The brachial plexus is a system of five core nerves housed within the shoulder. It controls the back and forth signaling that occurs between the spine and the arms and hands. The greater network of nerves connected to the brachial plexus begins at the nerve root at the top of the neck and flows through the shoulder all the way down to the hands. As part of this network, the brachial plexus is responsible for both movement and sensory signaling (innervation) and activity for the arm, wrist, and hand.
Since the brachial plexus is a network of nerves, injuries that can impact it won’t always occur directly to the shoulder. Neck, back, and spine trauma can also impact the functioning of the brachial plexus.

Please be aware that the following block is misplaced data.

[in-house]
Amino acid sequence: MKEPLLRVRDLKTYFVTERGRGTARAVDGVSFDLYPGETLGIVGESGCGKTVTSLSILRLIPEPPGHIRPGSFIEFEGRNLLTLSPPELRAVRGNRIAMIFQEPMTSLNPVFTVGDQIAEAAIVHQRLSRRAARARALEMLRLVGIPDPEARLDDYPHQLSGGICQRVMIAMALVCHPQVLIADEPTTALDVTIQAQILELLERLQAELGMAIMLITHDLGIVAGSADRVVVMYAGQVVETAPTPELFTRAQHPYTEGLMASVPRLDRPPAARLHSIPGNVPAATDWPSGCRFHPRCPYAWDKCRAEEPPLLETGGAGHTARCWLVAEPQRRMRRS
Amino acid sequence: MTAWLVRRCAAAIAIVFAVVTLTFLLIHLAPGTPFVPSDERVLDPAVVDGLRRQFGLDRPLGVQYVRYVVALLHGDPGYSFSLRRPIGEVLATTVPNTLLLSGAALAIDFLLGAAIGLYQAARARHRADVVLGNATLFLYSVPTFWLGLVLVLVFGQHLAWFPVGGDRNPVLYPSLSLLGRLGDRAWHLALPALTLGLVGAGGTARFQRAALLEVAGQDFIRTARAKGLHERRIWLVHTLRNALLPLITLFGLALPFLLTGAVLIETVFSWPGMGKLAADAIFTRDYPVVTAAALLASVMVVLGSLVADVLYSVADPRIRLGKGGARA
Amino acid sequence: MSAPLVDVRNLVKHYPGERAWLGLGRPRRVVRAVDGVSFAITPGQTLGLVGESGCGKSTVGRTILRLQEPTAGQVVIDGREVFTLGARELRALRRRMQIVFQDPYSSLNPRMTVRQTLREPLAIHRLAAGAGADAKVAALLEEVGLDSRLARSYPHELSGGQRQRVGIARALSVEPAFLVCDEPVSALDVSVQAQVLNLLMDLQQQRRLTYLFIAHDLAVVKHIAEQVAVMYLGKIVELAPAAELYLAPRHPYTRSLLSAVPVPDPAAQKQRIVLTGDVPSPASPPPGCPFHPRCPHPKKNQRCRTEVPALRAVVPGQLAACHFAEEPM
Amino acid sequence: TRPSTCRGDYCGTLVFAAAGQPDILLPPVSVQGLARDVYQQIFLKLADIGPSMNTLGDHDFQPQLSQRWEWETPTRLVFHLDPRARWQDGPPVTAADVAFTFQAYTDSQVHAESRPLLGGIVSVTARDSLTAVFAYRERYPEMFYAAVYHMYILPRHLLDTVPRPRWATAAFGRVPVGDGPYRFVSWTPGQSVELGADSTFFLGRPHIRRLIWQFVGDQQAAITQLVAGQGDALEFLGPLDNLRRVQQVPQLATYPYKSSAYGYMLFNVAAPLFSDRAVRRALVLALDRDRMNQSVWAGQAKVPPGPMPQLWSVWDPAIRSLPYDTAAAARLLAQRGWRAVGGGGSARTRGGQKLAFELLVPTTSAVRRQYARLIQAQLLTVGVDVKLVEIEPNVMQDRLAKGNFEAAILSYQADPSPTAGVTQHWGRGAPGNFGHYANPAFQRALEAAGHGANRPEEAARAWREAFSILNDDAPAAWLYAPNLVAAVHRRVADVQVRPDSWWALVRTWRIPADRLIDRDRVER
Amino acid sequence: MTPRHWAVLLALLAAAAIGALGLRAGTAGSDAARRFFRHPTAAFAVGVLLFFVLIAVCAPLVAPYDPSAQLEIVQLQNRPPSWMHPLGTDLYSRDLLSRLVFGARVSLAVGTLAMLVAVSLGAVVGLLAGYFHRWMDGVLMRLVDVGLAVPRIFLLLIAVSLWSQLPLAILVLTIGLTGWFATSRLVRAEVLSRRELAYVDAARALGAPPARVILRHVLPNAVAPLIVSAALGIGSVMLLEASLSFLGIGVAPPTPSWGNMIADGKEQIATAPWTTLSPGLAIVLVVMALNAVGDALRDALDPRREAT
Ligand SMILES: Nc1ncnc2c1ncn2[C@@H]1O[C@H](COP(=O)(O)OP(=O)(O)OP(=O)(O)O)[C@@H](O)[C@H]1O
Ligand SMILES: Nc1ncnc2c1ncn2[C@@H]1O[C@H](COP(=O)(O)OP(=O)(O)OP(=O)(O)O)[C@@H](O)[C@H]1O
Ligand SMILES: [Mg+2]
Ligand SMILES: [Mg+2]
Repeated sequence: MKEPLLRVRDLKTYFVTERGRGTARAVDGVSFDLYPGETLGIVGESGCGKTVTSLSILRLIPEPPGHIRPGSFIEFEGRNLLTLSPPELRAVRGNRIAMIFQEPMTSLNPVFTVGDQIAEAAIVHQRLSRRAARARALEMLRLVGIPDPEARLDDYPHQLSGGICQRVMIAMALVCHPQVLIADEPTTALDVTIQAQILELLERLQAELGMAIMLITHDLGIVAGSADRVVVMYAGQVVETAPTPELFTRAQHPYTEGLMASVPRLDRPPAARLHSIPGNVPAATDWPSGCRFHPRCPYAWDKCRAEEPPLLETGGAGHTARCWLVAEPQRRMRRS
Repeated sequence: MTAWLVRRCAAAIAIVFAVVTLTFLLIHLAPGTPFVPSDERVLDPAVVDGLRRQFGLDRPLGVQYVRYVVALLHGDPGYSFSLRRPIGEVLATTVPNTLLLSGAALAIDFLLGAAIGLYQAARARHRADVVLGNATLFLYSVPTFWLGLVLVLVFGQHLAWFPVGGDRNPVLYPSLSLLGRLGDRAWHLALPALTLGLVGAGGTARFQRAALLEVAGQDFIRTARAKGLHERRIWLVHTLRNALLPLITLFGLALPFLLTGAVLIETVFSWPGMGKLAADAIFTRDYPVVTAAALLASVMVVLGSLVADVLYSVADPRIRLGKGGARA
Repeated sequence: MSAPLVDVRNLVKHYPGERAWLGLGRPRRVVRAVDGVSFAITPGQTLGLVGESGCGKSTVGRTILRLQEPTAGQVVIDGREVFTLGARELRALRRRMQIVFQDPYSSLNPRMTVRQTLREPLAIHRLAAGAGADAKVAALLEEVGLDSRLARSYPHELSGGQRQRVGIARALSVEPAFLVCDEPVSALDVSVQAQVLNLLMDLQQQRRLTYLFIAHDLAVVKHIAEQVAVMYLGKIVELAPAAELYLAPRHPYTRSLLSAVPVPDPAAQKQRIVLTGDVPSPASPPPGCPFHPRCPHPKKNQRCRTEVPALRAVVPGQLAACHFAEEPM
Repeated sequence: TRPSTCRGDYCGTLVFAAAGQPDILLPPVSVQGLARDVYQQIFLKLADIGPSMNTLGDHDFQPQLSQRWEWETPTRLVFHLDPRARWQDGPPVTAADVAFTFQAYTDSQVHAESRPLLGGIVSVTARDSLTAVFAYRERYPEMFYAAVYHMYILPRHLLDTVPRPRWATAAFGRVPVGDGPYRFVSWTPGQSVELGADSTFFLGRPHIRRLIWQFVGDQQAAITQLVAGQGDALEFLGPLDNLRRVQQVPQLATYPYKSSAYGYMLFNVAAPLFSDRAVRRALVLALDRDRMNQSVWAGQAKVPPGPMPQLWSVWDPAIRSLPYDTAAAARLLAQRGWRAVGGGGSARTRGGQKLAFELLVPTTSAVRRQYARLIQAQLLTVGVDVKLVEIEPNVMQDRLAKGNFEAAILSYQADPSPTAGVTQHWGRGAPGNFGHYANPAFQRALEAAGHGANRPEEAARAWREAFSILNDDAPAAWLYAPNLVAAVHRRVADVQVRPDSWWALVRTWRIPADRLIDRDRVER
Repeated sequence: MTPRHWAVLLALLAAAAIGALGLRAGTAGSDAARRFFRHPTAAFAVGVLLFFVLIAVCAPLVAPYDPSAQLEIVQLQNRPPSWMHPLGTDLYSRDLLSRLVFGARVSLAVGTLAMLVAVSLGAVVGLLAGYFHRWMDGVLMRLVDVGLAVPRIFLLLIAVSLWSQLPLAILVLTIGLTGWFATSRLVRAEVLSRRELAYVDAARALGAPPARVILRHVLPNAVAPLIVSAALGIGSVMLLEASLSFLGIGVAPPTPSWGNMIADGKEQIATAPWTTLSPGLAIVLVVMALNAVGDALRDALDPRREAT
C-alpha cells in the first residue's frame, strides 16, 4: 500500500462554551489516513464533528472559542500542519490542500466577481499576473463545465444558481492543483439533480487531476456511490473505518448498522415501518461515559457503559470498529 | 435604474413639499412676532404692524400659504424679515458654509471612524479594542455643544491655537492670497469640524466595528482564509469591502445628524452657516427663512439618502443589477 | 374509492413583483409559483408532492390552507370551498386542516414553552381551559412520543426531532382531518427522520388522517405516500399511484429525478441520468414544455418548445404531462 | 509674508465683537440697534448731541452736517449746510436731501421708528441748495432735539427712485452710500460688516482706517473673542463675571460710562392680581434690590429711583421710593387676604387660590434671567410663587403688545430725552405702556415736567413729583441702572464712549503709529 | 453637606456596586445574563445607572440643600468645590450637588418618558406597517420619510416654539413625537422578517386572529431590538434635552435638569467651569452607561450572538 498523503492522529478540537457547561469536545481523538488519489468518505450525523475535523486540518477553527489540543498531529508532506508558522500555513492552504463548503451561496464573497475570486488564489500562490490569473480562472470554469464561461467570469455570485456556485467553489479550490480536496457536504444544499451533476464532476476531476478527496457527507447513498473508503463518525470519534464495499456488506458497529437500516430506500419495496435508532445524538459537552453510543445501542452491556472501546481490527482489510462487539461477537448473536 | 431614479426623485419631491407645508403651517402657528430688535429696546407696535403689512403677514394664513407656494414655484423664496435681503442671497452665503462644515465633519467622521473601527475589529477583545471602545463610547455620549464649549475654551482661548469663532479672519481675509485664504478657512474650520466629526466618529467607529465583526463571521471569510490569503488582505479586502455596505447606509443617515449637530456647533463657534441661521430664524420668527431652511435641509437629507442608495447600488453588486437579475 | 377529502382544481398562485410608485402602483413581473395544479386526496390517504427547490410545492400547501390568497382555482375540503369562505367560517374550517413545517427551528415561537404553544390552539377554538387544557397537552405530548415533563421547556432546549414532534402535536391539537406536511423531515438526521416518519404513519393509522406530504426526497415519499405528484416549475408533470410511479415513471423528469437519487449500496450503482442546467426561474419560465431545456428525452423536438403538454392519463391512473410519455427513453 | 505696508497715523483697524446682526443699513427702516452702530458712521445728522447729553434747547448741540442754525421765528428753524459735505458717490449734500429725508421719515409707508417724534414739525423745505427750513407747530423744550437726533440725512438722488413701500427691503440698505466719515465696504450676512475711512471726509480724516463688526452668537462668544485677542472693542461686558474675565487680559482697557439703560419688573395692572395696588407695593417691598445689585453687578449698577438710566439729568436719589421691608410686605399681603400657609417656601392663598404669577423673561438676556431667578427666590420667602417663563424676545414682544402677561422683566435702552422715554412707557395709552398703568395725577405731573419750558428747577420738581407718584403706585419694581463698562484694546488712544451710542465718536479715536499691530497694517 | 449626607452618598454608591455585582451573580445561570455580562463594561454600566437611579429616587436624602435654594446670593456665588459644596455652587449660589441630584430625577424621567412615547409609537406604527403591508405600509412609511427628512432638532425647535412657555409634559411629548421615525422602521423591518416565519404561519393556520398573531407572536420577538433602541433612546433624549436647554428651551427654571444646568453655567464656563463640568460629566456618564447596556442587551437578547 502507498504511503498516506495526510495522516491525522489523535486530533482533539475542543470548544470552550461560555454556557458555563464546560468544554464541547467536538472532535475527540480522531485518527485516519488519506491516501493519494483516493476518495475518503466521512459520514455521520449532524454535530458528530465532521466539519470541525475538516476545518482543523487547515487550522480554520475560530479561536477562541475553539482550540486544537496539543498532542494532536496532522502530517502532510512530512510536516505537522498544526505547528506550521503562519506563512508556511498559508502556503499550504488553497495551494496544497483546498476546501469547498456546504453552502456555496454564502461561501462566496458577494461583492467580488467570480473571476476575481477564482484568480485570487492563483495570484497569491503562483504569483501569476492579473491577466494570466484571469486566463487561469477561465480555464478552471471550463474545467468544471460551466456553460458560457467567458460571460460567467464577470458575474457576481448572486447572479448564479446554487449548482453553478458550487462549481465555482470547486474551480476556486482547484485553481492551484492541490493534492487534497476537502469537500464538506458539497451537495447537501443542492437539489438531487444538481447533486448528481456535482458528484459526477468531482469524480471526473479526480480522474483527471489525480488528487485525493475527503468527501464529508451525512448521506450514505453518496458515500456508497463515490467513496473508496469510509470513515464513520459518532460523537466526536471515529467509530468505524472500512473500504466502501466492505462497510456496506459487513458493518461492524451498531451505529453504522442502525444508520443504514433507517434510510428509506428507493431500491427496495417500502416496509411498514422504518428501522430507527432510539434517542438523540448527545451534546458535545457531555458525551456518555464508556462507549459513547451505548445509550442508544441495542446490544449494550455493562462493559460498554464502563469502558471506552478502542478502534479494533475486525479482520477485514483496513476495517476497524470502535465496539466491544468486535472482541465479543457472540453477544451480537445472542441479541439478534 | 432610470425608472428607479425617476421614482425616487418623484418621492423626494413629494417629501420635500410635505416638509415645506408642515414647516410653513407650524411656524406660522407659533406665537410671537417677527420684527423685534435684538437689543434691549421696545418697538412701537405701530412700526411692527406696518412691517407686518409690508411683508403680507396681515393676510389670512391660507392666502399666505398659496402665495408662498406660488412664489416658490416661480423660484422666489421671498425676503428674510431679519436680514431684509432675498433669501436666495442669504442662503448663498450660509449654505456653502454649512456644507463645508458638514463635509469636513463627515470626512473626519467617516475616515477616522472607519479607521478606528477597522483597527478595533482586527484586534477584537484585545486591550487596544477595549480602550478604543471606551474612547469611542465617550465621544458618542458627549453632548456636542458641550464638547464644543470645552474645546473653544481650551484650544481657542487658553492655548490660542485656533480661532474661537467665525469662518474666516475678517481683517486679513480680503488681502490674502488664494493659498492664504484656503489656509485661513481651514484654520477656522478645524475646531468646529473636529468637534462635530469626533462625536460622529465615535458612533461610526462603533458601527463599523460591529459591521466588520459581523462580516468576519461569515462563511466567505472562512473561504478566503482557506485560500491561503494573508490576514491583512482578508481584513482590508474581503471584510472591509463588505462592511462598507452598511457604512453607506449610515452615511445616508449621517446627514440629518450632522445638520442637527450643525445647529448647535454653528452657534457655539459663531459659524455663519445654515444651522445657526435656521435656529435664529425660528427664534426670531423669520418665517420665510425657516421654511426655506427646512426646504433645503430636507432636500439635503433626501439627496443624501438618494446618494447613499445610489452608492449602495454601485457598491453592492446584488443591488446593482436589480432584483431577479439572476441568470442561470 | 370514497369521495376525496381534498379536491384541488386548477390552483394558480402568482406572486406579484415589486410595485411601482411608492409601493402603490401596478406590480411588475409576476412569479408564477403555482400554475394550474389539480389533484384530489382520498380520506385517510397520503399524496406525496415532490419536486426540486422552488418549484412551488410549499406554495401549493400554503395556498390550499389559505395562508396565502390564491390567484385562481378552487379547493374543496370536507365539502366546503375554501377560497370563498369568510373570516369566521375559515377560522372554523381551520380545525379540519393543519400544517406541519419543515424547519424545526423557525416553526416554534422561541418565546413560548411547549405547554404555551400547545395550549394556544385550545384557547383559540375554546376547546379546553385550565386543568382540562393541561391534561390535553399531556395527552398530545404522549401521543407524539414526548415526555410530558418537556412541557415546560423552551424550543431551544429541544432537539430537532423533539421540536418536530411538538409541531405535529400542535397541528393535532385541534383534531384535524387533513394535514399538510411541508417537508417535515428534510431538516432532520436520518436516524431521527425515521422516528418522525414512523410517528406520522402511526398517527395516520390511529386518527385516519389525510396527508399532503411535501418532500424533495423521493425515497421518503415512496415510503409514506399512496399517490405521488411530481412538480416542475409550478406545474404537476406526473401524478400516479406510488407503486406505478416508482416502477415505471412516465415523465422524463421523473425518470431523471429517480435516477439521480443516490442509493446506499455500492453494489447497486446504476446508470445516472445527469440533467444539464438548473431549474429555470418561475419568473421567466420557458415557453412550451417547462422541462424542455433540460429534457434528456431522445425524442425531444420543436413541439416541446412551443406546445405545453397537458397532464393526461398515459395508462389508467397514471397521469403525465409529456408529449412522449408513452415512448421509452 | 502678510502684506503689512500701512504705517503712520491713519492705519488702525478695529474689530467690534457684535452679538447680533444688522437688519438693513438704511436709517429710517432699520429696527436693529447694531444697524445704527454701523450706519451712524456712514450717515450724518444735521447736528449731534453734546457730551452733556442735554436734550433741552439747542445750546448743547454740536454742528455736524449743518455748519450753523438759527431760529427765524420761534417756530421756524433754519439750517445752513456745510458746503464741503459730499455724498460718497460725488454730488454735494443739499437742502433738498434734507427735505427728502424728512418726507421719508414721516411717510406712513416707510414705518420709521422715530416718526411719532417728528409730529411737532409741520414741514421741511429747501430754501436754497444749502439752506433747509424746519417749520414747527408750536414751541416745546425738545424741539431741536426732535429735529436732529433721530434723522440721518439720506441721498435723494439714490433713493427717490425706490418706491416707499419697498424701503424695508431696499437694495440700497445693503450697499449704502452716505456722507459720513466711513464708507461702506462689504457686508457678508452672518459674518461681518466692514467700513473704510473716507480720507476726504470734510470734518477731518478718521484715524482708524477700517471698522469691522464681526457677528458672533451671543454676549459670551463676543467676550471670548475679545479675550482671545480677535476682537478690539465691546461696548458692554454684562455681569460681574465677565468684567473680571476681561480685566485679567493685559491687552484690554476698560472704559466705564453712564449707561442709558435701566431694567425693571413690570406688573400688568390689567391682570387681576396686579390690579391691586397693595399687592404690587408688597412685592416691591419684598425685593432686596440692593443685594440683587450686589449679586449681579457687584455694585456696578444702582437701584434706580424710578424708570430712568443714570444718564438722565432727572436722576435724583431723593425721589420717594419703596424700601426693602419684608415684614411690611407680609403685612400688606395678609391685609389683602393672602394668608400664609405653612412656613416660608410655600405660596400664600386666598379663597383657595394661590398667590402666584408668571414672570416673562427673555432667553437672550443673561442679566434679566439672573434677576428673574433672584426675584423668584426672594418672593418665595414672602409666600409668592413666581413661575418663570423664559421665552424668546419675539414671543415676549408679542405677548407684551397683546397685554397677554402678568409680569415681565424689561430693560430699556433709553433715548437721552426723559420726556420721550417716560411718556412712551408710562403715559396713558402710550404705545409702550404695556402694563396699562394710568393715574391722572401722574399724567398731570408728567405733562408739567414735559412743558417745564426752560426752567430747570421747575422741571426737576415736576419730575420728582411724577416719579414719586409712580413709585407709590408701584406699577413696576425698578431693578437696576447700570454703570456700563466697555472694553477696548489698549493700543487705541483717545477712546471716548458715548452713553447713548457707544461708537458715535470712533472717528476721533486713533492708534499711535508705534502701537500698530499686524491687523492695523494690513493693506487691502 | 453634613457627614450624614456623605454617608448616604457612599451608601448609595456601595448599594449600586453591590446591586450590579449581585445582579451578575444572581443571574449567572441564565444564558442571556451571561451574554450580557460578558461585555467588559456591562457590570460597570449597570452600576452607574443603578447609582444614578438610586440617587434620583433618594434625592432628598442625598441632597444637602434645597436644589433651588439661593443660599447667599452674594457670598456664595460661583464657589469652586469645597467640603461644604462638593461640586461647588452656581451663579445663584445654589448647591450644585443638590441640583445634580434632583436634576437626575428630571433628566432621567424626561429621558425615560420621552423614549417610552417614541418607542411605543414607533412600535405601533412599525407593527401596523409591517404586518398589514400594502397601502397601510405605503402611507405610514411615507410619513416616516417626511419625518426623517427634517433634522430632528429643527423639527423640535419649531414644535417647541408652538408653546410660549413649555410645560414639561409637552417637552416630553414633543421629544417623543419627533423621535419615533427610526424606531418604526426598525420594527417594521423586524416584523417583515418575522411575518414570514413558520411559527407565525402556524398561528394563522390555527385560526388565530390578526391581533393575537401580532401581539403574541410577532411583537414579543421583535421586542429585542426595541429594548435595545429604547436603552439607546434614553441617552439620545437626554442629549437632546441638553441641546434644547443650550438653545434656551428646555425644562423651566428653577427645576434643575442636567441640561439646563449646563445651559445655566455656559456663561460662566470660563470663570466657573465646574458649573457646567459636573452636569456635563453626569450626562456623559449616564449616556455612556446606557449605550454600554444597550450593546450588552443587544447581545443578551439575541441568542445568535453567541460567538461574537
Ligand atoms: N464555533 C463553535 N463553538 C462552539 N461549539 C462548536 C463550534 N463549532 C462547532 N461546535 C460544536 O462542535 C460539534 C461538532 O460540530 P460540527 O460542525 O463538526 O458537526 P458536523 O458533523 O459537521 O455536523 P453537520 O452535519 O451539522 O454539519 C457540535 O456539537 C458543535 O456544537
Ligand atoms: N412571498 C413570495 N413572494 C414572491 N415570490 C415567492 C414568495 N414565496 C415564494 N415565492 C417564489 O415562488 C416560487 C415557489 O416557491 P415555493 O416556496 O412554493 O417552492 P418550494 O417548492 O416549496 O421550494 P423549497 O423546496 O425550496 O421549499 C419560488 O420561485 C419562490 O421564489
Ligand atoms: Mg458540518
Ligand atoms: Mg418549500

Minor brachial plexus injuries can cause temporary discomfort, but often heal well, with the patient regaining 90 to 100 percent of the arm’s natural strength and functionality. If the nerve damage is more acute, surgery may be required to treat the impacted nerve(s) and restore as much of the arm’s original mobility and sensation as possible. If you have experienced recent neck or shoulder trauma, watch for signs of a brachial plexus injury and contact the team at the Institute for Advanced Reconstruction for a diagnostic consultation.